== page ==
We can adjust the threshold to optimize MCC. In our case, the best score is at 0.53 but what I really like is that it is not super sensitive to threshold changes.

It is a chart that visualizes the tradeoff between true positive rate (TPR) and false positive rate (FPR). Basically, for every threshold, we calculate TPR and FPR and plot it on one chart.

Of course, the higher TPR and the lower FPR is for each threshold the better and so classifiers that have curves that are more top-left side are better.

Extensive discussion of ROC Curve and ROC AUC score can be found in this article by Tom Fawcett.

```
from scikitplot.metrics import plot_roc
fig, ax = plt.subplots()
plot_roc(y_true, y_pred, ax=ax)
```

We can see a healthy ROC curve, pushed towards the top-left side both for positive and negative class. It is not clear which one performs better across the board as with FPR < ~0.15 positive class is higher and starting from FPR~0.15 the negative class is above.

In order to get one number that tells us how good our curve is, we can calculate the Area Under the ROC Curve, or ROC AUC score. The more top-left your curve is the higher the area and hence higher ROC AUC score.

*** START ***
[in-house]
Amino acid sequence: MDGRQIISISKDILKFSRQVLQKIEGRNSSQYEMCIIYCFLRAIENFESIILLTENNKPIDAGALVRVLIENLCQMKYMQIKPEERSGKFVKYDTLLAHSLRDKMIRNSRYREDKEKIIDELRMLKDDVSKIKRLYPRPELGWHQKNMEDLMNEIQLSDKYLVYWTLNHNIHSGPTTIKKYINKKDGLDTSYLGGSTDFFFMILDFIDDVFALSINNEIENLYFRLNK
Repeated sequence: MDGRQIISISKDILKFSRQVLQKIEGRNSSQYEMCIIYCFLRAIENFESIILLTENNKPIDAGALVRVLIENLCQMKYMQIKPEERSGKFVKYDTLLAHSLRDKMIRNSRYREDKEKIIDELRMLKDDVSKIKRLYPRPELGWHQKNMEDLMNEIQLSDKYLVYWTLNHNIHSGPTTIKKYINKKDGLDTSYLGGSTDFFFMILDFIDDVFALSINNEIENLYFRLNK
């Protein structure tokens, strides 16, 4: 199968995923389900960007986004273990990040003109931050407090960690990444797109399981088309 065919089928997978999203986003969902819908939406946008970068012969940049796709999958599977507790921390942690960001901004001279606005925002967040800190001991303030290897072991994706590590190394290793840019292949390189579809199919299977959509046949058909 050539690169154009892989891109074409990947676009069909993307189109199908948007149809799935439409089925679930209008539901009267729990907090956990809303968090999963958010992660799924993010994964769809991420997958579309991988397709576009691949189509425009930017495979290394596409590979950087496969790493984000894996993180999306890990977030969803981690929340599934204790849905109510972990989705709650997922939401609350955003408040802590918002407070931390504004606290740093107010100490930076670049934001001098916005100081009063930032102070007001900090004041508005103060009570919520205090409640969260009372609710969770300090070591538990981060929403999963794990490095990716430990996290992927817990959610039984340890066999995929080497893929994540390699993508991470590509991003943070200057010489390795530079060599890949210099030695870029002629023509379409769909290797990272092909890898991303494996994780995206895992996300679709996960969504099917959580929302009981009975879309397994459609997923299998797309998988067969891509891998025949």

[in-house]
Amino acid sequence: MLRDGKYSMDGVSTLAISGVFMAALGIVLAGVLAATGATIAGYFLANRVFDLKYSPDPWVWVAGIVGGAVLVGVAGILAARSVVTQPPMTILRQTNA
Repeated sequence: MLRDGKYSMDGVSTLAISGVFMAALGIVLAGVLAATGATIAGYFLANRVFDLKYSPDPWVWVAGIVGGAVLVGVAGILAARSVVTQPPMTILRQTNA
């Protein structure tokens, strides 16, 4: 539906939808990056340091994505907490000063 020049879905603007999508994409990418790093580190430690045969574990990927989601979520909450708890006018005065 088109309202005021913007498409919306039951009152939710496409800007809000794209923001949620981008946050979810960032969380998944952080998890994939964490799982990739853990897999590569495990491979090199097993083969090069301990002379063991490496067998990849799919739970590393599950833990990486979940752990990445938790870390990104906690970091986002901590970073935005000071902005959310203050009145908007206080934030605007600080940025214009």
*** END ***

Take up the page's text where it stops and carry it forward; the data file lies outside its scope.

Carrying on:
Alternatively, it can be shown that ROC AUC score is equivalent to calculating the rank correlation between predictions and targets. From an interpretation standpoint, it is more useful because it tells us that this metric shows **how good at ranking predictions your model is**. It tells you what is the probability that a randomly chosen positive instance is ranked higher than a randomly chosen negative instance.

```
from sklearn.metrics import roc_auc_score
roc_auc = roc_auc_score(y_true, y_pred_pos)
```

We can see improvements and the models that one would guess to be better are indeed scoring higher. Also, the score is independent of the threshold which comes in handy.

- You
**should use it**when you ultimately**care about ranking predictions**and not necessarily about outputting well-calibrated probabilities (read this article by Jason Brownlee if you want to learn about probability calibration). - You
**should not use it**when your**data is heavily imbalanced**. It was discussed extensively in this article by Takaya Saito and Marc Rehmsmeier. The intuition is the following: false positive rate for highly imbalanced datasets is pulled down due to a large number of true negatives. - You
**should use it when you care equally about positive and negative classes**. It naturally extends the imbalanced data discussion from the last section. If we care about true negatives as much as we care about true positives then it totally makes sense to use ROC AUC.

It is a curve that combines precision (PPV) and Recall (TPR) in a single visualization. For every threshold, you calculate PPV and TPR and plot it. The higher on y-axis your curve is the better your model performance.